Centre, farmers make some headway; another meeting on Dec 5 to break logjam

Topics farmers' protest | Centre | MSP

The Punjab chief minister and the Congress party have been supporting the farmers' stir. | Photo: PTI
The fourth round of talks between protesting farmers and the Centre on the three agriculture Acts seemed to make some headway, with the government willing to consider some of their objections to the legislation.

Their demands include a having level playing field in taxes between proposed private mandis under the new Acts and the existing agriculture produce marketing committees (APMCs), and traders’ mandatory registration even if they trade outside those.

Sources said a breakthrough in the key demand of the farmers’ union for an assurance on continuing minimum support prices (MSPs) in procurement was also in the works.

In their present form, the agriculture trade Act says that no state or Centre can levy any sort of tax or levy on any trade done outside APMCs (an area which has been designated as trade areas).

In the trade area, any person with just a PAN Card can purchase any sort of agriculture produce directly from farmers.

A provision in the trade Act as well as the law on contract farming could be modified, sources said.

The farmers are opposing the contract farming law because it says all disputes between traders and farmers have to be settled at the level of the sub-divisional magistrate (SDM) and can’t be referred to a court of law.

Agriculture Minister Narendra Singh Tomar, who along with Food Minister Piyush Goyal and Minister of State for Commerce Som Prakash represented the Central government in the deliberations, said that the meeting was held was in a cordial atmosphere and all issues were discussed at length.

 He said the Centre was willing to consider their other two major demands — doing away with the penal provision for stubble burning and also amendments to the draft Electricity Act, which could lead to stopping electricity subsidies for farmers. The farmers’ leaders, meanwhile, decided to consult other stakeholders and come back to the government with an assurance in the next meeting, which is on December 5.

A press conference by the leaders on Friday will further clear their stand. A section of farmers though remained firm on their stand that nothing short of repeal of the Acts would suffice them.

Earlier, in the day, Punjab Chief Minister Amarinder Singh met Union Home Minister Amit Shah and appealed to him to find an early resolution to the impasse, saying the agitation was affecting Punjab's economy and the nation’s security. Singh after the meeting, Shah at his residence said common ground must be found soon and the two sides should not take rigid positions on the matter.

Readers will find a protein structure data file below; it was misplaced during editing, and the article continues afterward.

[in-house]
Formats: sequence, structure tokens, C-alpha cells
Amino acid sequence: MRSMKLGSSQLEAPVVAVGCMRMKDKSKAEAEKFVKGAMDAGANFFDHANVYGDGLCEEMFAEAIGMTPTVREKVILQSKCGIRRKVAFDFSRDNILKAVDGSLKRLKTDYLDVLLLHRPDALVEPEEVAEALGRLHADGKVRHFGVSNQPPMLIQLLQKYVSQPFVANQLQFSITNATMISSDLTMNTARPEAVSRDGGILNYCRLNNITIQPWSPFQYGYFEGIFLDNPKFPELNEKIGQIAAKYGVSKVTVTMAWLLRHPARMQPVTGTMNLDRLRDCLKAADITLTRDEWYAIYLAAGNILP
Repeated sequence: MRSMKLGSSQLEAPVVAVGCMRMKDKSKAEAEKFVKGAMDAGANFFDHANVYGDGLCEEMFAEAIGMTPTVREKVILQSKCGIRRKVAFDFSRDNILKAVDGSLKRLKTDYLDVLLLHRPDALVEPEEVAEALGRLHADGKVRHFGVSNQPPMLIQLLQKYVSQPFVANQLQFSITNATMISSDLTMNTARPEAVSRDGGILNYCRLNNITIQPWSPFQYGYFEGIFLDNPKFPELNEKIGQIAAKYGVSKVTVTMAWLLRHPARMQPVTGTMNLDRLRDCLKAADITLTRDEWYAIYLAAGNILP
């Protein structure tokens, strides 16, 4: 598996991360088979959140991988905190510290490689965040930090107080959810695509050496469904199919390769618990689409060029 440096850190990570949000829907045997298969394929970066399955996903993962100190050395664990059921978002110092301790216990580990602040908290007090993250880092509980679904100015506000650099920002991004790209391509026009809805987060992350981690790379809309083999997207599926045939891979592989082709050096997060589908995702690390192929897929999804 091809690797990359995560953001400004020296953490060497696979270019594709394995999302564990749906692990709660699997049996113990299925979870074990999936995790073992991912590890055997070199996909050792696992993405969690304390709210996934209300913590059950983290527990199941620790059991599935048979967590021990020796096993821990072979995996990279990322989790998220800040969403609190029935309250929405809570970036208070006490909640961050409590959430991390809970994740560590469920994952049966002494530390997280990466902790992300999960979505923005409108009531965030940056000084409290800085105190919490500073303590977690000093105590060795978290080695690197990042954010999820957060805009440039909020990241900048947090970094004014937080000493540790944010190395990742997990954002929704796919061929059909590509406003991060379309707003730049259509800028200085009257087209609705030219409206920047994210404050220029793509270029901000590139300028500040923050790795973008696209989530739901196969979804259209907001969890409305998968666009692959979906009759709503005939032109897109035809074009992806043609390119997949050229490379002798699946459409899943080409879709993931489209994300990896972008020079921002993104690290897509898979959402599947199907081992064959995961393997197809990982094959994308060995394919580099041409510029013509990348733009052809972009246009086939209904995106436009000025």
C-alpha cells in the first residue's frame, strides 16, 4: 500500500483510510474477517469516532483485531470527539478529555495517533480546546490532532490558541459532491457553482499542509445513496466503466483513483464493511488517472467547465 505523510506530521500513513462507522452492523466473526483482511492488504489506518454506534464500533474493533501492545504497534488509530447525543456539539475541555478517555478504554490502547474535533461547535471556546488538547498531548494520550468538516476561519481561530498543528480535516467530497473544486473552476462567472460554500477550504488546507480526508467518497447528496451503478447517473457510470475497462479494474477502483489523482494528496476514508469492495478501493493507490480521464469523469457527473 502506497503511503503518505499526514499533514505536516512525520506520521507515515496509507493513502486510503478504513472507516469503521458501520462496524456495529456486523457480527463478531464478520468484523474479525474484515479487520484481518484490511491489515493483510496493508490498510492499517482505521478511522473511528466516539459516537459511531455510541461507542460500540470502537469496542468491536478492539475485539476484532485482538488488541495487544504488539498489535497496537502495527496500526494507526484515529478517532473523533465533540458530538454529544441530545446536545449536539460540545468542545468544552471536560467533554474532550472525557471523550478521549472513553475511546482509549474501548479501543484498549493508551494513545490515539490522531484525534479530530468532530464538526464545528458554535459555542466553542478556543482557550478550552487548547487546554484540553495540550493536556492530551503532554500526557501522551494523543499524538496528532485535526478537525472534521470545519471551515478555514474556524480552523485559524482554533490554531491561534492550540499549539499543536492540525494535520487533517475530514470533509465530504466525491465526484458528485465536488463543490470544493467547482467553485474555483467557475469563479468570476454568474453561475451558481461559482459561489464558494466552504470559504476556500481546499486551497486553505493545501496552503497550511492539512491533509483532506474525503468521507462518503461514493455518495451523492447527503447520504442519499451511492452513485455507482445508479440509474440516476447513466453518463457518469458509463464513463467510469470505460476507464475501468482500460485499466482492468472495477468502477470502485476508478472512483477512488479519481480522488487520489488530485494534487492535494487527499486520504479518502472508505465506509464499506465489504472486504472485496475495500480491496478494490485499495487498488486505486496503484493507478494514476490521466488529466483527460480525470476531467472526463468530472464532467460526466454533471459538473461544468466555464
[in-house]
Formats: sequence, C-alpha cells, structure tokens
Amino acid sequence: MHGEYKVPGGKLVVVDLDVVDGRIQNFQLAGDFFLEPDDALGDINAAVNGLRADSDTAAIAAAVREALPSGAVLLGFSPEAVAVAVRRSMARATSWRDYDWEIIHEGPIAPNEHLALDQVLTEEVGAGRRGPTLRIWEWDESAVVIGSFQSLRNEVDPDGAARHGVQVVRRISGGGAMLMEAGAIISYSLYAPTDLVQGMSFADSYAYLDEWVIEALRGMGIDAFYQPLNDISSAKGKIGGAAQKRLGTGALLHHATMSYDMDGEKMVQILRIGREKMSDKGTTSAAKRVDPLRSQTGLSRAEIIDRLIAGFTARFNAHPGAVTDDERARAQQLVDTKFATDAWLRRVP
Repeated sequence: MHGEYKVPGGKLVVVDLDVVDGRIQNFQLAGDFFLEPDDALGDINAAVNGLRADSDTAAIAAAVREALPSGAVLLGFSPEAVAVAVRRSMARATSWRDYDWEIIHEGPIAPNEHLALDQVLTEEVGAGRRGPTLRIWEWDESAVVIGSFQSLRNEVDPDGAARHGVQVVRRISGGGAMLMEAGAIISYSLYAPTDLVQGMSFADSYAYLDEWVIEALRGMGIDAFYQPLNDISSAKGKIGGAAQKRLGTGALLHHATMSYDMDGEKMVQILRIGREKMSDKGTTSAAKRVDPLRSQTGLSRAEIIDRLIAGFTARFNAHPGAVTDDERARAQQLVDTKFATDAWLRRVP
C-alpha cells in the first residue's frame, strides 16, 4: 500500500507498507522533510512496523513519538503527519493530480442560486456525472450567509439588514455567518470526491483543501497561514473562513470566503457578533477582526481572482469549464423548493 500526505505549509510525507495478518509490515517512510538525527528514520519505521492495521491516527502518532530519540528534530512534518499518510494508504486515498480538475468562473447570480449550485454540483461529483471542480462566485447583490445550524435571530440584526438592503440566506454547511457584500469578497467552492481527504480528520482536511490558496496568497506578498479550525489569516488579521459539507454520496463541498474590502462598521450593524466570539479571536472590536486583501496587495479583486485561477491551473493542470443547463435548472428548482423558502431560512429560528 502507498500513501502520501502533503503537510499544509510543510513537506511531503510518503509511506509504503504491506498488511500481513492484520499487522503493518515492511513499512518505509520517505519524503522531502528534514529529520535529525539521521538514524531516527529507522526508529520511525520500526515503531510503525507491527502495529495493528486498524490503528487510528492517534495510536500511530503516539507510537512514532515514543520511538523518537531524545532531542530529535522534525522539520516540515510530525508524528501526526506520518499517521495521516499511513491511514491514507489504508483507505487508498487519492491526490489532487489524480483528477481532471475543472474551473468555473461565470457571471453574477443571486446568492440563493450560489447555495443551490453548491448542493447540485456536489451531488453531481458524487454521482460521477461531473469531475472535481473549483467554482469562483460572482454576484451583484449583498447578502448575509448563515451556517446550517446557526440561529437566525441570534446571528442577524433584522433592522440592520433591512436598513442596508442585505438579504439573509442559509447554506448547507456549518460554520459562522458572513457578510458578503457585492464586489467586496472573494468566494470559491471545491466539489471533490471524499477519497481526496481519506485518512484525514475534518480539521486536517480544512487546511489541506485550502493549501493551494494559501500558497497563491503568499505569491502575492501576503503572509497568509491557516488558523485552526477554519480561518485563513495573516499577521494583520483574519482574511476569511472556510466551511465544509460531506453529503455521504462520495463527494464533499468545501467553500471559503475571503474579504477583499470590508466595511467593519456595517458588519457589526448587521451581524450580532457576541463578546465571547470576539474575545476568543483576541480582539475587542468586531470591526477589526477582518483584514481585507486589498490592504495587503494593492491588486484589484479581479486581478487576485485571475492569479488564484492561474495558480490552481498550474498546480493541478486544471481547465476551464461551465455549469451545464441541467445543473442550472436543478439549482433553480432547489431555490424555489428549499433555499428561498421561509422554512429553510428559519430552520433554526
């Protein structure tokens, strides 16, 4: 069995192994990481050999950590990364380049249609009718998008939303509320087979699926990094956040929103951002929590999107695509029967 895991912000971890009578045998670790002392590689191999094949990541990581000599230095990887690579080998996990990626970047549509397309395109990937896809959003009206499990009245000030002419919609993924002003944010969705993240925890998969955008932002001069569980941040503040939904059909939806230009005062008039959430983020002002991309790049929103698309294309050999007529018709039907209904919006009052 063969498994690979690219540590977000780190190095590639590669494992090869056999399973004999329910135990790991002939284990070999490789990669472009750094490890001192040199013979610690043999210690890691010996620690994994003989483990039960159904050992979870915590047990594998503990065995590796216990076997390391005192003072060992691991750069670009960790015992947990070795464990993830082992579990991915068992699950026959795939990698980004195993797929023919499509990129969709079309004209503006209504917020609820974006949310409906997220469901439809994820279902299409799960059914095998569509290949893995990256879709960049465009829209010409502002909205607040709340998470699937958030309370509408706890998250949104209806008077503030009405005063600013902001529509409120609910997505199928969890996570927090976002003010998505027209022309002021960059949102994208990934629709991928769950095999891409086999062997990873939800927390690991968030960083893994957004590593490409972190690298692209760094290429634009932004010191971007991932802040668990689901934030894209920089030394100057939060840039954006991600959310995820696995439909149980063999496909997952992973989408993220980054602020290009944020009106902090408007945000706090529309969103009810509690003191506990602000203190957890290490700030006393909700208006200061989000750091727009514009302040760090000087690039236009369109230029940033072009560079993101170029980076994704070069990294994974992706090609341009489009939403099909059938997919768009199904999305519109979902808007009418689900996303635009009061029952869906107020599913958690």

Singh and the Congress are supporting the farmers’ stir and the Assembly also passed a set of Bills aimed at negating the Centre’s farm legislation.

West Bengal Chief Minister Mamata Banerjee on Thursday threatened to launch a countrywide agitation if the “anti-farmer” laws were not withdrawn.

Akali Dal stalwart Parkash Singh Badal has returned his Padma Vibhushan in protest against the farm laws.

Delhi had another day of traffic snarls and border blockades as farmers from different parts of the country converged in the city.

Dear Reader,

Business Standard has always strived hard to provide up-to-date information and commentary on developments that are of interest to you and have wider political and economic implications for the country and the world. Your encouragement and constant feedback on how to improve our offering have only made our resolve and commitment to these ideals stronger. Even during these difficult times arising out of Covid-19, we continue to remain committed to keeping you informed and updated with credible news, authoritative views and incisive commentary on topical issues of relevance.

We, however, have a request.

As we battle the economic impact of the pandemic, we need your support even more, so that we can continue to offer you more quality content. Our subscription model has seen an encouraging response from many of you, who have subscribed to our online content. More subscription to our online content can only help us achieve the goals of offering you even better and more relevant content. We believe in free, fair and credible journalism. Your support through more subscriptions can help us practise the journalism to which we are committed.

Support quality journalism and subscribe to Business Standard.

Digital Editor

Business Standard is now on Telegram.
For insightful reports and views on business, markets, politics and other issues, subscribe to our official Telegram channel